Have you heard of Narcissistic Personality Disorder?
Narcissistic Personality Disorder (NPD) is something that few people seem to have heard of. Once you become aware of it you may discover examples of it in relationships friends or family members are in, or even recognise that you have perhaps been in such a relationship. Knowledge is power, so read on!
Many people are at least vaguely familiar with narcissism, “You know you are around a narcissist when someone brings all conversations back to them and their stories and interests. They really can’t listen for more than a mere moment to others (unless the topic is about them).” Narcissistic Personality Disorder is at the extreme end of the narcissistic spectrum.
So, what what does Narcissistic Personality Disorder look like in a relationship context?
This slideshow gives an excellent introduction into how Narcissistic Personality Disorder tends to present in relationships:
What you need to know
A relationship with someone who has signs of NPD creates a lot of confusion. The relationship will often start out seeming “perfect”, often with lots of synchronicity.
The relationship will typically become serious fast, with trust quickly established, meaning you may feel comfortable to agree to buying property, getting engaged, falling pregnant etc more quickly than may usually happen in a developing relationship.
The narcissist may be very charismatic and mould themselves to fit the absolute ideal of their partner; a “soul mate.”
How things unfold
As the relationship progresses, there are often lies and manipulation, things that don’t add up, false promises, betrayals, strange behaviour and forms of abuse. Weaknesses are found and exploited. Negotiation on almost any point is impossible; it is their way or the highway. This can sometimes be mistaken for strength or decisiveness. Obsessive or controlling behaviour may be mistaken for simply knowing what they want, or “true love.”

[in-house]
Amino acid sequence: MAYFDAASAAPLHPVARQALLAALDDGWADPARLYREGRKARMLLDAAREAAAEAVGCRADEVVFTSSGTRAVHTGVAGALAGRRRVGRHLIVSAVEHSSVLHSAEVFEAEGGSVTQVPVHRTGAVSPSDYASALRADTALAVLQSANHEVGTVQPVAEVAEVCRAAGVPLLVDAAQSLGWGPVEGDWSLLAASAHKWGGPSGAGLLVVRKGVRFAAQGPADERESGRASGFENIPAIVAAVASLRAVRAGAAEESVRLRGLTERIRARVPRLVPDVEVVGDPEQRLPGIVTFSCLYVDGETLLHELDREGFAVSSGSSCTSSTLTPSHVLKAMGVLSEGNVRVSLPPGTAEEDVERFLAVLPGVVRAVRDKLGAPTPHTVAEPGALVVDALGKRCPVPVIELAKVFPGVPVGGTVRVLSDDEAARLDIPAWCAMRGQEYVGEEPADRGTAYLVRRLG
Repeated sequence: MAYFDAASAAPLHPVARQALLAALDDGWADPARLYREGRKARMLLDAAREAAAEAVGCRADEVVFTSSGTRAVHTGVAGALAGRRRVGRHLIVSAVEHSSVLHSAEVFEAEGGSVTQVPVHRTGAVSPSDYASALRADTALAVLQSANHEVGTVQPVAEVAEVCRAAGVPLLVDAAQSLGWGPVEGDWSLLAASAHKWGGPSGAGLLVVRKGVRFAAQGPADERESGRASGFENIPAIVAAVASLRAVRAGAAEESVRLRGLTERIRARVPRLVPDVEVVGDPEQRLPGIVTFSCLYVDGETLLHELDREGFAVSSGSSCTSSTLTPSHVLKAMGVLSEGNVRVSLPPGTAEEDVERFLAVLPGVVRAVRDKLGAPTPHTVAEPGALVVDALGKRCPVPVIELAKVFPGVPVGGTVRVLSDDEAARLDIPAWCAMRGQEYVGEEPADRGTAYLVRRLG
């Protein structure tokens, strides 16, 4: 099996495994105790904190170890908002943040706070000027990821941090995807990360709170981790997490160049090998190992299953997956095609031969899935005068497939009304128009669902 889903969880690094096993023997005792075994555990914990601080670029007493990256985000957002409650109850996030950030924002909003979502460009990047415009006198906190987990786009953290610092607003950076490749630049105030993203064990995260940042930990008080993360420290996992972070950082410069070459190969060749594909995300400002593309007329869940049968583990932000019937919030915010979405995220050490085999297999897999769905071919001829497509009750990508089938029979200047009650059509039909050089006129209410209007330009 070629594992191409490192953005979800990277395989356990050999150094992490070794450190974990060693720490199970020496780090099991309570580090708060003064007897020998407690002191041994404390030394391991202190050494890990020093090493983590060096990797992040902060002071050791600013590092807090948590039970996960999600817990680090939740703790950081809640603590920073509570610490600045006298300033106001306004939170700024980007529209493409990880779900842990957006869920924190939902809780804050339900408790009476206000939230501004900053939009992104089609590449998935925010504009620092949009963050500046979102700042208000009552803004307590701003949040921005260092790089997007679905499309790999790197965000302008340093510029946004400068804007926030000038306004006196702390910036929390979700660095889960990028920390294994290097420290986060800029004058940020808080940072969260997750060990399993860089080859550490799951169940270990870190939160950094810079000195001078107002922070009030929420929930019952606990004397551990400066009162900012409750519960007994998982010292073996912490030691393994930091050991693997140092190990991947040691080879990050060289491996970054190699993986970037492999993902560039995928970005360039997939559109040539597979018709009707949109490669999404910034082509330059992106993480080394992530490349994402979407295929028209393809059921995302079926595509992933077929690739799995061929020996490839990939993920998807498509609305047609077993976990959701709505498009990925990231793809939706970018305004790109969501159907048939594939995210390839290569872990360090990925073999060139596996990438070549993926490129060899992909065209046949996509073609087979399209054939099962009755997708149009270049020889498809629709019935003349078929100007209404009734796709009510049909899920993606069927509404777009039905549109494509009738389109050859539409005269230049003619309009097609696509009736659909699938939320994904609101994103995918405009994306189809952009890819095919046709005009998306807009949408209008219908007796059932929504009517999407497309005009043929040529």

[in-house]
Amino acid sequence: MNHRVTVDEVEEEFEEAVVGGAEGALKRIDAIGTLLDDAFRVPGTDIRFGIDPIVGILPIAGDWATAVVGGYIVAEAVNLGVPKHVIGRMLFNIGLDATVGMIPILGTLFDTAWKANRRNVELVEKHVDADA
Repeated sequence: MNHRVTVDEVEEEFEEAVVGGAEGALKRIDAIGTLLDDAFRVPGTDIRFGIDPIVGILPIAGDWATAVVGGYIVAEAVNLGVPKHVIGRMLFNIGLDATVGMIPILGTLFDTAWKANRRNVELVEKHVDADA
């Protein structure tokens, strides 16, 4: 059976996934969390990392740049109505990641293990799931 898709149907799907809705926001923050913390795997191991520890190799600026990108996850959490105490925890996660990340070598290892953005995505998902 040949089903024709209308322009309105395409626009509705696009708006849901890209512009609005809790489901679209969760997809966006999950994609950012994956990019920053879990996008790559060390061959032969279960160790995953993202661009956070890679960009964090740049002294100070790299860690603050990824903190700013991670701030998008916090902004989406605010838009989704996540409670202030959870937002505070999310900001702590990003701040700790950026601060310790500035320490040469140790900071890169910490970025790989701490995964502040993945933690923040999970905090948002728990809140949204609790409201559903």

When questioned or confronted about particular behaviours or stories, such people will tend to talk in circles, deflect, project or become enraged. Words don’t match actions. They don’t follow through. Nothing is ever their fault. Setting boundaries in such situations is almost impossible, as the boundaries won’t be respected. And yet, behaviour can also quickly switch back to charming and “normal”, providing hope that maybe the person was just having “a bad day” (week/month/year).
Very often, there are “valid reasons” for the behaviour – a difficult childhood which may include abuse, life challenges, “bad luck”, or acknowledged mental health or dependency issues, which can cause the partner to feel sorry for them and even defend their poor behaviour to others.